MUST I HAVE A SOIL TEST? I posed this question to Matt Harper, WINA’s deer nutritionist. “Too often, people don’t take a good representative sample of the field to be planted," he said. "They might take enough soil, but it’s usually only from one spot. I advise taking small samples from different spots.” After mixing the samples, send a composite sample in for testing. Be sure to use a soil-testing service that actually sends the soil to a lab. And remember to note on the package what forage you intended to plant so that the lab can give you the precise recommendations. On the Whitetail Institute soil-test form, you can just check the block beside the Imperial forage you intend to plant. High quality soil tests usually cost about $10 and are also available from County Agents, agricultural centers and universities, and most farm supply stores. If you want to purchase a high quality soil-test kit from the Whitetail Institute, just call them at (800) 688-3030. Their consultants can also help you understand your soil test report, whether you purchased the kit from the Institute or not.

HOW IMPORTANT IS LIME? “Other than sunlight and water, proper soil pH is the most important thing you can control to assure success,” Scott said. “It is the most important aspect that you can control.” The soil test report lists your plot’s pH level. The closer it is to 7.0 (neutral) the better. If you need to add lime, disk it into the top few inches of soil if possible, and try to do it well in advance of planting if you can. It must be noted that lime treatment takes time and money. Several applications during a year or so may be needed to complete the job. Soil pH, and adjusting it when necessary, are extremely important with any forage planting. Alfalfas are especially dependent on soil pH, and you should not plant alfalfas or alfalfa-based forage products in soils with a pH lower than 6.5.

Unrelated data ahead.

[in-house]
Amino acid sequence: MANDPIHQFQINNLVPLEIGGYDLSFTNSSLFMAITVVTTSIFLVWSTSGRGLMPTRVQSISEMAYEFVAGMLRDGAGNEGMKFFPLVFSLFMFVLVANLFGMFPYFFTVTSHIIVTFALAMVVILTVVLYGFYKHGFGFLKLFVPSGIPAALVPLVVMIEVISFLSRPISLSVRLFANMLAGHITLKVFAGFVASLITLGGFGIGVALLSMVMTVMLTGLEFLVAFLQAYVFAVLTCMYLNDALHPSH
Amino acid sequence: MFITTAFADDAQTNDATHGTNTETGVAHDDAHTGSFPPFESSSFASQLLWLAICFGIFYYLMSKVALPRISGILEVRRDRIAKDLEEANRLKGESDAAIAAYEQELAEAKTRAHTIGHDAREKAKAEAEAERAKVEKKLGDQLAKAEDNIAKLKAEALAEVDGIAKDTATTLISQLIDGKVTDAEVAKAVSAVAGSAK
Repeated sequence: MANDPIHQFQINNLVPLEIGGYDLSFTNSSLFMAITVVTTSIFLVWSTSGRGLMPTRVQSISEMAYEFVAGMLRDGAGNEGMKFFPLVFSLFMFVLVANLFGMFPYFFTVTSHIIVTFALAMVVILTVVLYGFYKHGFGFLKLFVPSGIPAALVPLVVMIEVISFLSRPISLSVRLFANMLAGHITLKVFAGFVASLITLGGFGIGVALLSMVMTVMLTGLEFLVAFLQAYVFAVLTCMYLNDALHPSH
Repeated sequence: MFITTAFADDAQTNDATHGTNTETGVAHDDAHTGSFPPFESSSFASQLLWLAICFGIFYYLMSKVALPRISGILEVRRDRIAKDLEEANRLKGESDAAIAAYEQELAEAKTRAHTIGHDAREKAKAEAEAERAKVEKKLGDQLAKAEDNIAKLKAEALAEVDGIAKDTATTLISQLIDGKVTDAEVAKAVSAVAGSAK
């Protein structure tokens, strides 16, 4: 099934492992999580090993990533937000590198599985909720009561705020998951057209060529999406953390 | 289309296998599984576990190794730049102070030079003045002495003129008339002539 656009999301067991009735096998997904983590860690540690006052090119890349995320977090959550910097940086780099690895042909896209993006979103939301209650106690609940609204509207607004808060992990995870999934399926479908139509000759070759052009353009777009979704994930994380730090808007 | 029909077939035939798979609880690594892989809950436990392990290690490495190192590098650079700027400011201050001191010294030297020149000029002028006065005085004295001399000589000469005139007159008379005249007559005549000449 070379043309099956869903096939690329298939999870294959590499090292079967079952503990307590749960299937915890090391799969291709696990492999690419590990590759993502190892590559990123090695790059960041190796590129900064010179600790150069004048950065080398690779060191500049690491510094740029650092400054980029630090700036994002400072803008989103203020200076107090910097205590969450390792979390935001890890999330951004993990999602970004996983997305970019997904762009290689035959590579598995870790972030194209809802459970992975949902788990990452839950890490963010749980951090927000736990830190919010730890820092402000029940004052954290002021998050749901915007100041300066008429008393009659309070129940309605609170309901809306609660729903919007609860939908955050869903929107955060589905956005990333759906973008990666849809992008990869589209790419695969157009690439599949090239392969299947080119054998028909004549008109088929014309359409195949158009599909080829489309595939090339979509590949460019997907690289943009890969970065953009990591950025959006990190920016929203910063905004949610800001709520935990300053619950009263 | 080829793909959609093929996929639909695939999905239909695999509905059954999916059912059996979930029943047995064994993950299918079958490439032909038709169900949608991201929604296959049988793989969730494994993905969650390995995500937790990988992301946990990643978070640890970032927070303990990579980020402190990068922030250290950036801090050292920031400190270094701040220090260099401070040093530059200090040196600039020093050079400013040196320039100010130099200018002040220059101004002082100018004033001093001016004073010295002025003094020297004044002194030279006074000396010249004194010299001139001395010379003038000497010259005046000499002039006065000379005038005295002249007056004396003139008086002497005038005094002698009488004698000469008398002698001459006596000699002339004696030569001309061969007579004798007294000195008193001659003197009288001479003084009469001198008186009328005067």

WHEN AND WHERE SHOULD I PLANT? Imperial perennials can be planted in the spring or in the fall in most areas. However, folks in the North usually plant their perennials in spring, and most folks in the South plant them in the fall. “Each perennial forage blend from the Whitetail Institute of North America is designed to work in a specific soil type and drainage,” Scott said. Imperial Whitetail Clover, Chicory PLUS and Double- Cross are the best choices for good soils that hold moisture—for example, bottom land, creek bottoms, river bottoms and flat spots with good soils. Alfa-Rack Plus is designed for good soils that drain well. The grazing alfalfas, chicory and clover in the blend have super drought tolerance. Extreme is the perennial to choose for plots with sandier or lighter soils that drain well. Planting dates vary depending on region. The planting dates and instructions for Imperial blends are on the back of the product bags, and they are also available on-line at